How to cook with coconut oil

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Until we took our “No Refined Oilsmini-pledge last year I had never before purchased or cooked with coconut oil. And, like many others, I was surprised when I first learned that coconut oil is – or should I say “can be” – a solid. I set out to use unrefined coconut oil in baked goods (like muffins, banana bread, pumpkin bread, and waffles) instead of the typical refined oils like canola/vegetable/grapeseed, which are obviously always in liquid form. Coconut oil, on the other hand, can actually change from a liquid to a solid (and then back again without causing any harm) pretty frequently because the melting point is 76 degrees F, which is fairly close to room temperature. And since my husband is a little stingy with the A/C and heat usage in our house, I’ve found that our coconut oil is actually in liquid form in the summer and in solid form in the winter…talk about throwing me for a loop! So I thought it was pretty appropriate to put together this post today on how to work with these changes in consistency.

Coconut oil tips that I’ve collected from various sources…

  • Have all other ingredients at room temperature (like eggs, milk, and flour)  before mixing them together with coconut oil that’s in liquid form
  • In most cases, it is best to melt coconut oil that’s in solid form before measuring and adding it to a recipe…
    • You can melt the oil by scooping some out of the jar and heating it in the microwave or on the stove
    • You can also put the entire jar in the microwave or stick it in a pot of warm water to bring it to liquid form (it’s okay for the oil to go back and forth many times between liquid and solid)
    • If you decide to scoop out the coconut oil before heating it then consider warming up some of the other ingredients (like honey and/or vanilla extract) together with the coconut oil to bring more than just the oil to a warmer temp
    • Quickly whisk in the warm/liquid coconut oil (and other ingredients you may have heated as well) at the end after all the other ingredients have already been mixed together thoroughly
  • Even after heating your coconut oil it can still turn into little solid chunks once it’s mixed with other cold ingredients, so…
    • Consider whipping the batter more thoroughly in a blender to get rid of those oil chunks
    • Make the recipe with the oil chunks in the batter anyway…I’ve done this with waffles and the end product still turned out okay
  • Consider heating and mixing all ingredients together in a double boiler on the stove…it doesn’t take much to get above 76 degrees
  • Some people actually prefer to use coconut oil in a solid form when using it as a replacement for Crisco or butter in recipes like pie or pastry crust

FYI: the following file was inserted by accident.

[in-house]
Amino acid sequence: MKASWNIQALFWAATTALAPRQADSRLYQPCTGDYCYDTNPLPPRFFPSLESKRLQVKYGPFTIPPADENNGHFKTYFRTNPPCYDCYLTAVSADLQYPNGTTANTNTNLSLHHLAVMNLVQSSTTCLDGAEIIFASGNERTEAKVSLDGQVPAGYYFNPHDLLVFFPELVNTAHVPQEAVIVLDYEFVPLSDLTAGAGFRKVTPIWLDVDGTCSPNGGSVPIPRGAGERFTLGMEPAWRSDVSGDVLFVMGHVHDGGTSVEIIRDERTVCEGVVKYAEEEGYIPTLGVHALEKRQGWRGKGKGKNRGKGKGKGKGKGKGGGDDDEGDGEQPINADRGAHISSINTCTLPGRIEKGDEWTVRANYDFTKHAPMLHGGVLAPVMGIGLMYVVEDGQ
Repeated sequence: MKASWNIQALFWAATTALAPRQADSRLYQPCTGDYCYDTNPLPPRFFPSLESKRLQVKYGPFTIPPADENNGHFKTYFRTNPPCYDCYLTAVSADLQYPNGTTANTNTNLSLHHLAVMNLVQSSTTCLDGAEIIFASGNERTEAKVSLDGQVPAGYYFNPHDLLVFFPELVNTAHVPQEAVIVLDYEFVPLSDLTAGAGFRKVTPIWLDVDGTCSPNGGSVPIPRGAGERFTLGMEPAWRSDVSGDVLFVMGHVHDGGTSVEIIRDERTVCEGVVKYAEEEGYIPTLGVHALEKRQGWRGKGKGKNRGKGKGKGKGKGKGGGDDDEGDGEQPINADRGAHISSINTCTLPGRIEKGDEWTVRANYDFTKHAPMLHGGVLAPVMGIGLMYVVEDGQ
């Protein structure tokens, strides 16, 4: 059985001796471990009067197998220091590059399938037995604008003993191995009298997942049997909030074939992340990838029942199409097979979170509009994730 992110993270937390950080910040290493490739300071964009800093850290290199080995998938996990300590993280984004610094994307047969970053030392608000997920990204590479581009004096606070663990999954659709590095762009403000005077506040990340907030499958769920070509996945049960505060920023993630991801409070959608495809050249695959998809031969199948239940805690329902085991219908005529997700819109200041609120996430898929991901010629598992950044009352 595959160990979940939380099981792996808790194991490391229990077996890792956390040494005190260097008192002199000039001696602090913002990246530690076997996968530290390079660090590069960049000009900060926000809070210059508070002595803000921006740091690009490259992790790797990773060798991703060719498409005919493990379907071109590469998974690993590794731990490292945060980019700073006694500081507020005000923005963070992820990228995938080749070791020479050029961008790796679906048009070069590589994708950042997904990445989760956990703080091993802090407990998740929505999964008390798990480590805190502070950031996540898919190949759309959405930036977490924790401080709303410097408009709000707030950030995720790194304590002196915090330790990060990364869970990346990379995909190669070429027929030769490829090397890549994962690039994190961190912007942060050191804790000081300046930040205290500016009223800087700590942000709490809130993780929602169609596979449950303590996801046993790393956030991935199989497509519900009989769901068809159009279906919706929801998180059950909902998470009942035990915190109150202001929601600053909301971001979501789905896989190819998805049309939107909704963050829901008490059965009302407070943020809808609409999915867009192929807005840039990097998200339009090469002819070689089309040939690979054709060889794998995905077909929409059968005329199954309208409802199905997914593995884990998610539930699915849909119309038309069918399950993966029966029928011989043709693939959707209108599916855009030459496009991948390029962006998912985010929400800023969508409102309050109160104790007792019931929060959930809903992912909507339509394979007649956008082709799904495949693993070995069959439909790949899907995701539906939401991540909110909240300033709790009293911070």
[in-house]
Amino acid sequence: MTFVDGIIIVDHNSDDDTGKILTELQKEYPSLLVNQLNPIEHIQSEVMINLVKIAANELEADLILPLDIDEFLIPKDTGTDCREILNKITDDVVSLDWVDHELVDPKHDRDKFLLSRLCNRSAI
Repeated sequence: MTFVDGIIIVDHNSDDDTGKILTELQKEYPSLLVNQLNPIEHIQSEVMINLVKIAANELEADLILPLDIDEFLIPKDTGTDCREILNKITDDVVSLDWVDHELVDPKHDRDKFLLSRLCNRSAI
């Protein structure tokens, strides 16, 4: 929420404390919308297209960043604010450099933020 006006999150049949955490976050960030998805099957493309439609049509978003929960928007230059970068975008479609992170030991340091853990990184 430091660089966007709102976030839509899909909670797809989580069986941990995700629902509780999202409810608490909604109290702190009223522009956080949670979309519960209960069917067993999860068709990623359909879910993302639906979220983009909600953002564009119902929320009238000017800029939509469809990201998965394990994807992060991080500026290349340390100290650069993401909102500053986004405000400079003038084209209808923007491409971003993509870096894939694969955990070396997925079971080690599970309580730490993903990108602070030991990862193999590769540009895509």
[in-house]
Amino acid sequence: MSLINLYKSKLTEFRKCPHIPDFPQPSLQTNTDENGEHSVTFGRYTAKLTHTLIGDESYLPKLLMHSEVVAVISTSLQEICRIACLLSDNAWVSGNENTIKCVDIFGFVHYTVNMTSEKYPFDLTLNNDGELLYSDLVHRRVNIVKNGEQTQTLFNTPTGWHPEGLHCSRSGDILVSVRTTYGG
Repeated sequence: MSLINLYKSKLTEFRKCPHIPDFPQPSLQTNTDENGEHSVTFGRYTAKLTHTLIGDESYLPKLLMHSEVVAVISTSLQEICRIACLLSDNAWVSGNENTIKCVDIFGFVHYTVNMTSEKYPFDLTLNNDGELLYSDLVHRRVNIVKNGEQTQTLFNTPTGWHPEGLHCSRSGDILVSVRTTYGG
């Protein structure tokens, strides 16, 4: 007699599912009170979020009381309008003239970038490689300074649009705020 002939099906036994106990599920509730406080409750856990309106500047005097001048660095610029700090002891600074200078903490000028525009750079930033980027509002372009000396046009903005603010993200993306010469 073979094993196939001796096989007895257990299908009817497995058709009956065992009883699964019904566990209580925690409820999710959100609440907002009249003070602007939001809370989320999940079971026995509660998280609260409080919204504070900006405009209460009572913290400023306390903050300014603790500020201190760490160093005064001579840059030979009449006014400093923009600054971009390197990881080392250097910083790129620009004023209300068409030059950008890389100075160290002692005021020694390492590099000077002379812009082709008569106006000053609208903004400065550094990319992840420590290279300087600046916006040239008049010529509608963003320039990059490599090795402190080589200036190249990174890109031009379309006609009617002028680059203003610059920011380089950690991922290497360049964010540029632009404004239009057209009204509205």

• Coconut oil can also be used to sauté veggies and other foods on the stove, and although I haven’t tried it yet I’ve heard it can add an especially good flavor when making stir-fry
  • Check out the Nutiva website for some other general FAQs regarding coconut oil

To learn more about why we use coconut oil (and what kind of coconut oil to buy) check out our “No Refined Oils” mini-pledge post from last year. And  if you have any other tips please share them with us in the comments below!

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233 comments to How to cook with coconut oil

  • Willi

    The refined does not lose any of the benefits. I also use it on my face and sometimes to make my hair shine. There is a kindle book that has all the benefits of coconut oil.

  • Sue

    Works great when popping popcorn too!

  • Rose

    I know that coconut oil is all the rage these days, but I prefer olive oil. I guess it’s all personal preference. For me, I noticed that coconut oil has a much higher percentage of your daily fat content per serving when compared to other oils. At the end of the day, I think fat is still fat and all oils should be used in moderation. For me, coconut oil is just too fatty. I could easily pack on the pounds if I cooked with this every day. I’m surprised that more people don’t notice this. I mean no offense to those who love it ~ just my own personal opinion.

    • MJ

      Actually, Rose, the longer-chain fatty acids found in olive oil are more likely to contribute to the buildup of body fat than the short and medium chain fatty acids found in butter and coconut oil. EVOO is 75% oleic acid, the stable monounsaturated fat, which makes it ideal for salads and cooking at moderate temps, but coconut oil is great for baking and cooking because it can take the heat. It has many other, different from EVOO, benefits. They should both be used in the diet. Coconut oil is very high in lauric acid, also found in large quantities in breast milk. Coconut oil can be kept at room temp for many months as it is so stable, full of anti fungal and anti bacterial properties.

      • Rose

        I use extra light olive oil for cooking which can withstand higher heat temperature, and I use EVOO for salads and dressings. My doctor advised me against using coconut oil excessively. The scientific reviews on it are mixed and there isn’t enough long term evidence yet to support it’s beneficial qualities. Even the American Heart Association doesn’t yet recommend it. I have no issues with other people cooking with it, but it’s not for me. I’m sticking with olive oil. Thanks for your feedback though.

  • […] Ok, ok, here’s a handy link on coconut and the health benefits. And here’s one on cooking with coconut oil. […]

  • I put coconut oil (virgin cold pressed) on my face every night. I am 58 and my skin is like a baby’s bottom. Softer than ever.

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